character named Verdelet in a video game called Drakengard who "is a pious man who is always careful of his words and of doing the right thing, but places himself first should the situation becomes dire." Sure, I could eliminate these kinds of results by always including the word "grape" in my searches, but sometimes those wrong results can shed some interesting light on how a grape may have gotten its name, like with the Trousseau grape. Most of the time, though, those wrong turns just end up at dead ends like the pious, self-interested Verdelet of Drakengard who, I think we can safely assume, has nothing to do with today's grape.
Today's grape is Verdelet and it is a hybrid grape that was created by the great French hybridist (hybridizer? hybridder?) Albert Seibel, who we've mentioned in passing in a few posts around here but who we've never really taken a good, detailed look at. Seibel lived from 1844 - 1936 and was a physician by trade. Those of you who are up on your vinous history will note that Seibel was a young man through the heart of the Phylloxera epidemic, which really started to become a noticeable problem in France around the 1860's. Once it became known that native American vines were the source of the louse and, further, that the native American vines seemed to be immune to it, one of the proposed solutions to the scourge was to create hybrid grapes by crossing native European vines and native American vines. This solution was successful, but was not ultimately the answer to the problem since the resulting hybrid vines were unable to produce wines that were qualitatively similar to the native European vines. But just because it wasn't the ultimate solution doesn't mean that it wasn't a viable (and profitable) solution in the short term, and Seibel ended up creating a company that was focused on developing new hybrid grape varieties.
Seibel and his group ultimately created over 16,000 different hybrid grapes and had as many as 500 of those available for commercial cultivation at one point. While nowhere near that many are still cultivated today, it is shocking how many are still planted and made into wine. One might wonder why anybody would bother with these vines since the Phylloxera louse has been rendered virtually obsolete by the technique of grafting European vines onto native American rootstocks. The answer is that many of the hybrids created are also tolerant of more extreme climactic conditions, especially cold conditions, such as those found in the northeastern or mid-western United States or in the UK. Further, they tend to be quite disease resistant and also tend to yield generously. For climactic regions that are too harsh for the cultivation of vinifera species, the French hybrids that Seibel and others like him created are a good second choice. Even though the wines made from them aren't as interesting or complex as wines made from vinifera grapes, they are much better than the foxy, ultra-sweet wines made from native American grapes.
When I visited the Finger Lakes region of New York recently, I came across a wide variety of hybrid grapes, many of which were created by Seibel. Verdelet, also known as Seibel 9110, is certainly one of them, but Chancellor, Chelois, De Chaunac and Vignoles were also well represented. Grapes like Aurore, Rougeon, and Rosette are also relatively well represented in other parts of the US, Canada and the UK, while the Plantet grape still covers quite a bit of ground in the Loire Valley in France. Verdelet is one of the less common Seibel grapes, and as a result, specific information about it is limited. As you can see from the picture above, the grapes are nearly clear when ripe with little green pigmentation their skins. Most nurseries that offer the vine for sale indicate that it is mostly used as a table grape, and a very productive one at that. In a book on wines from British Columbia in Canada, the author gives an anecdote about a producer who obtained 120 tons of fruit from only 6 acres of land planted to Verdelet. Acreage devoted to the grape is declining pretty much everywhere, though it is apparently still fairly popular in Texas.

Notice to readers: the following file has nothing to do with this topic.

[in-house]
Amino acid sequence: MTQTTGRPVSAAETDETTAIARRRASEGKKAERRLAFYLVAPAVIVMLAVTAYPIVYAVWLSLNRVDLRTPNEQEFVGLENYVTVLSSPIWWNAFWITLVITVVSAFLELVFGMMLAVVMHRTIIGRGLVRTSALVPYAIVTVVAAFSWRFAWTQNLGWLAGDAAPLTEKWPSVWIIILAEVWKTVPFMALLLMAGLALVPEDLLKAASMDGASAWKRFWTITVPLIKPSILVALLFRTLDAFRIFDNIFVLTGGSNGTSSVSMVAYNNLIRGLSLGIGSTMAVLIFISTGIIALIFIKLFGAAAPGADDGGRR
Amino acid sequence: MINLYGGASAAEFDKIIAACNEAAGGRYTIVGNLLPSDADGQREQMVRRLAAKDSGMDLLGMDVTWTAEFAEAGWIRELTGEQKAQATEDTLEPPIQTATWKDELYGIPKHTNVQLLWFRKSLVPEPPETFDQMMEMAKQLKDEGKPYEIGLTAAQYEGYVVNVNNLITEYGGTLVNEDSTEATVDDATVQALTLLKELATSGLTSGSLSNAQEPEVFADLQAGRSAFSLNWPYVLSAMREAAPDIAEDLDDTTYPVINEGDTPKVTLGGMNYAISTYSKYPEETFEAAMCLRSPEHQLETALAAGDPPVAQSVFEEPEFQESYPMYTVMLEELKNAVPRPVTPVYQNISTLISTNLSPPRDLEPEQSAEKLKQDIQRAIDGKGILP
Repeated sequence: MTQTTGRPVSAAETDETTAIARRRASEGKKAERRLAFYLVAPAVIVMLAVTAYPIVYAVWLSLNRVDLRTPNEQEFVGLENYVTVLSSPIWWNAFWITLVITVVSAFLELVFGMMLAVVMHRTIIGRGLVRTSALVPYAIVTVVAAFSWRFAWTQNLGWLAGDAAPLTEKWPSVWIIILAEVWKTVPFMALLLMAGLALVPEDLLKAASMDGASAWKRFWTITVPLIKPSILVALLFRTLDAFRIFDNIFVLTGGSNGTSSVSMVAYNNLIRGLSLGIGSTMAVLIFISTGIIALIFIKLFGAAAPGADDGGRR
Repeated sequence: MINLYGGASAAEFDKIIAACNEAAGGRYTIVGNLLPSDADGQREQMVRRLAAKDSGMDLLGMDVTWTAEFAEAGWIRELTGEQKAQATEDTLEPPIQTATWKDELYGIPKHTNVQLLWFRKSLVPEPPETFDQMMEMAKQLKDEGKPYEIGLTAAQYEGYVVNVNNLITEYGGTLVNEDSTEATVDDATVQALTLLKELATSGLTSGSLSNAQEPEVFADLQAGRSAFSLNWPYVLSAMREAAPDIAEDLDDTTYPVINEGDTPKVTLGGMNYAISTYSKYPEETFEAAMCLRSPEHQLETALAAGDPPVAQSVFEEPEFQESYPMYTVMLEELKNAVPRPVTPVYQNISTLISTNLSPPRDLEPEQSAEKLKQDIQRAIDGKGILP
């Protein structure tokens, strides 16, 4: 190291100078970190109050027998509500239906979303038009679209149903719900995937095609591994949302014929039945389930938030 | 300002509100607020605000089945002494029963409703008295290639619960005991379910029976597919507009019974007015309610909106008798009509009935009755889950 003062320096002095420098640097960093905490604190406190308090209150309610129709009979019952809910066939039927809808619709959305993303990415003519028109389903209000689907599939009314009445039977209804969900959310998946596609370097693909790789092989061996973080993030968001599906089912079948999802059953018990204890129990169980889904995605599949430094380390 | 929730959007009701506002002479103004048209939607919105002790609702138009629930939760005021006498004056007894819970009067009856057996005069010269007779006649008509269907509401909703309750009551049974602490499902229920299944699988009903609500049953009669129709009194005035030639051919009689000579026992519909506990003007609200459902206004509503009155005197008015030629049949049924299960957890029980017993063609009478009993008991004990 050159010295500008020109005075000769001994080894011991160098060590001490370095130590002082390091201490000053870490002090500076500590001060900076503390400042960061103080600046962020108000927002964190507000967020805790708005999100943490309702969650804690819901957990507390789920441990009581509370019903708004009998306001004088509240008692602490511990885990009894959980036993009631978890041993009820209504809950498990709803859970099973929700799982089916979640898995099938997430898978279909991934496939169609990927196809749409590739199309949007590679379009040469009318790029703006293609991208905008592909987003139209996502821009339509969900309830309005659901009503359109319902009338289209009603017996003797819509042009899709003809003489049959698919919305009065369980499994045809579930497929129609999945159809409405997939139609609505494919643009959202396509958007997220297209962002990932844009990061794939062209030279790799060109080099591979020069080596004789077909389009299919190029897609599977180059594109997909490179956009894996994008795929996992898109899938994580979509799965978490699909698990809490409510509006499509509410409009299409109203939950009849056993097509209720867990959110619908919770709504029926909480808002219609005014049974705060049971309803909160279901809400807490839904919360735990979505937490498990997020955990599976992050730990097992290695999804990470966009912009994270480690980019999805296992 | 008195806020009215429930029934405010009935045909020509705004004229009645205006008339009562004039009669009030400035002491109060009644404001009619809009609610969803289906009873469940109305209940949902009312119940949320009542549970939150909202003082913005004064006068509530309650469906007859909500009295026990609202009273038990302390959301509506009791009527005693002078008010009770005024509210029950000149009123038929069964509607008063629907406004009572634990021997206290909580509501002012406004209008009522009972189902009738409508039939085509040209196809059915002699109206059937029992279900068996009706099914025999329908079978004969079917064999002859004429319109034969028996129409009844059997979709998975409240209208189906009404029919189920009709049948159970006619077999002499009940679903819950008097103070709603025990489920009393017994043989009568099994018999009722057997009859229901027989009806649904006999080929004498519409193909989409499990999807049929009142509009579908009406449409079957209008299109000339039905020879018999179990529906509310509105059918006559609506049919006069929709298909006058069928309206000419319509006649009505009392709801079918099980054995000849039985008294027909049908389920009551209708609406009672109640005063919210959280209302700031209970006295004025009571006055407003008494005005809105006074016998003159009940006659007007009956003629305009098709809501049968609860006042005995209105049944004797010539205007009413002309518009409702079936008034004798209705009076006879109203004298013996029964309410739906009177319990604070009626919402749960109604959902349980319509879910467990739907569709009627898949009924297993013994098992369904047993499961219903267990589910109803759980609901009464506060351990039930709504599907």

some dealings with before around here, and it was a NV wine that I picked up for about $8 in their tasting room. In the glass, this wine was a medium lemon gold color. The nose was moderately intense with aromas of pear, ripe apple, grapefruit and a bit of peachy stone-fruit. On the palate the wine was on the lighter side of medium with high acidity. The label says the wine is dry but I found it to be just off-dry. There were flavors of lime citrus, peach and grapefruit that were tart and zippy. It wasn't a particularly complex wine, but the flavors were bright with a nice intensity. It reminded me a little bit of Riesling, though without the depth and concentration that good Rieslings can have. Overall, I was very pleased with this wine, especially at only $8, and would be eager to try it again the next time I find myself in the area. It was definitely the best thing that I tried from Bully Hill, though that isn't exactly saying a lot. Bully Hill makes a ton of different wines (I mean a ton) and I tried only a few while I was there (for the reasons why, see this post on the St. Croix grape). For the most part, the quality of wines made here isn't that great, but this wine and the Chardonel I wrote about last week were were pleasantly surprising. The Verdelet isn't listed on their webpage, for some reason, so I don't know what kind of availability they usually have, but if you happen across it, it's definitely worth a try.